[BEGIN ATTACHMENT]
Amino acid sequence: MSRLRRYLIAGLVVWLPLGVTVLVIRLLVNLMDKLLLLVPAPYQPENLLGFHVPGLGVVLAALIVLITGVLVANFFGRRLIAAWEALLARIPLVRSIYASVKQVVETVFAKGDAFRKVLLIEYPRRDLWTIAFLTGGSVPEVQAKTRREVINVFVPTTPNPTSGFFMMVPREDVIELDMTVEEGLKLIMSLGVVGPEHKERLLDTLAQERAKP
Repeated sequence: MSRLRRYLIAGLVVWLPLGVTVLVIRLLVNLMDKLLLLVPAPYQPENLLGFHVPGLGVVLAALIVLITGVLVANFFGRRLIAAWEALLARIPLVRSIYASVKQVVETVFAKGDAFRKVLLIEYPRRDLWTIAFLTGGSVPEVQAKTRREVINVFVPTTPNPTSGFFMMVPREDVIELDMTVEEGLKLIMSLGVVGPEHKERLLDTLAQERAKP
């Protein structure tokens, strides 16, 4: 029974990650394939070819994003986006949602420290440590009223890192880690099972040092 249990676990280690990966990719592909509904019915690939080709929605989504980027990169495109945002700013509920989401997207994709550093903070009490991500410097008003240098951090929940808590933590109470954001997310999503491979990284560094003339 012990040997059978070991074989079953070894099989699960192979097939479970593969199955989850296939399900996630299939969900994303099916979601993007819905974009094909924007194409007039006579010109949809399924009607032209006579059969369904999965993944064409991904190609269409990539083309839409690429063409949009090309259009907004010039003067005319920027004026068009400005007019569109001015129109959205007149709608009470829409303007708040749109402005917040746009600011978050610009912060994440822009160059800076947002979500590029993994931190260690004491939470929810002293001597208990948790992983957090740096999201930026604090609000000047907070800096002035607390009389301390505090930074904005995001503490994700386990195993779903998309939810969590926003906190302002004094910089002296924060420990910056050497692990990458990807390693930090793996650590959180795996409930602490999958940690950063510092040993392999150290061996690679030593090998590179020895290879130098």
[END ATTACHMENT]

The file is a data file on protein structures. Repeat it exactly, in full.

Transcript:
Amino acid sequence: MSRLRRYLIAGLVVWLPLGVTVLVIRLLVNLMDKLLLLVPAPYQPENLLGFHVPGLGVVLAALIVLITGVLVANFFGRRLIAAWEALLARIPLVRSIYASVKQVVETVFAKGDAFRKVLLIEYPRRDLWTIAFLTGGSVPEVQAKTRREVINVFVPTTPNPTSGFFMMVPREDVIELDMTVEEGLKLIMSLGVVGPEHKERLLDTLAQERAKP
Repeated sequence: MSRLRRYLIAGLVVWLPLGVTVLVIRLLVNLMDKLLLLVPAPYQPENLLGFHVPGLGVVLAALIVLITGVLVANFFGRRLIAAWEALLARIPLVRSIYASVKQVVETVFAKGDAFRKVLLIEYPRRDLWTIAFLTGGSVPEVQAKTRREVINVFVPTTPNPTSGFFMMVPREDVIELDMTVEEGLKLIMSLGVVGPEHKERLLDTLAQERAKP
């Protein structure tokens, strides 16, 4: 029974990650394939070819994003986006949602420290440590009223890192880690099972040092 249990676990280690990966990719592909509904019915690939080709929605989504980027990169495109945002700013509920989401997207994709550093903070009490991500410097008003240098951090929940808590933590109470954001997310999503491979990284560094003339 012990040997059978070991074989079953070894099989699960192979097939479970593969199955989850296939399900996630299939969900994303099916979601993007819905974009094909924007194409007039006579010109949809399924009607032209006579059969369904999965993944064409991904190609269409990539083309839409690429063409949009090309259009907004010039003067005319920027004026068009400005007019569109001015129109959205007149709608009470829409303007708040749109402005917040746009600011978050610009912060994440822009160059800076947002979500590029993994931190260690004491939470929810002293001597208990948790992983957090740096999201930026604090609000000047907070800096002035607390009389301390505090930074904005995001503490994700386990195993779903998309939810969590926003906190302002004094910089002296924060420990910056050497692990990458990807390693930090793996650590959180795996409930602490999958940690950063510092040993392999150290061996690679030593090998590179020895290879130098």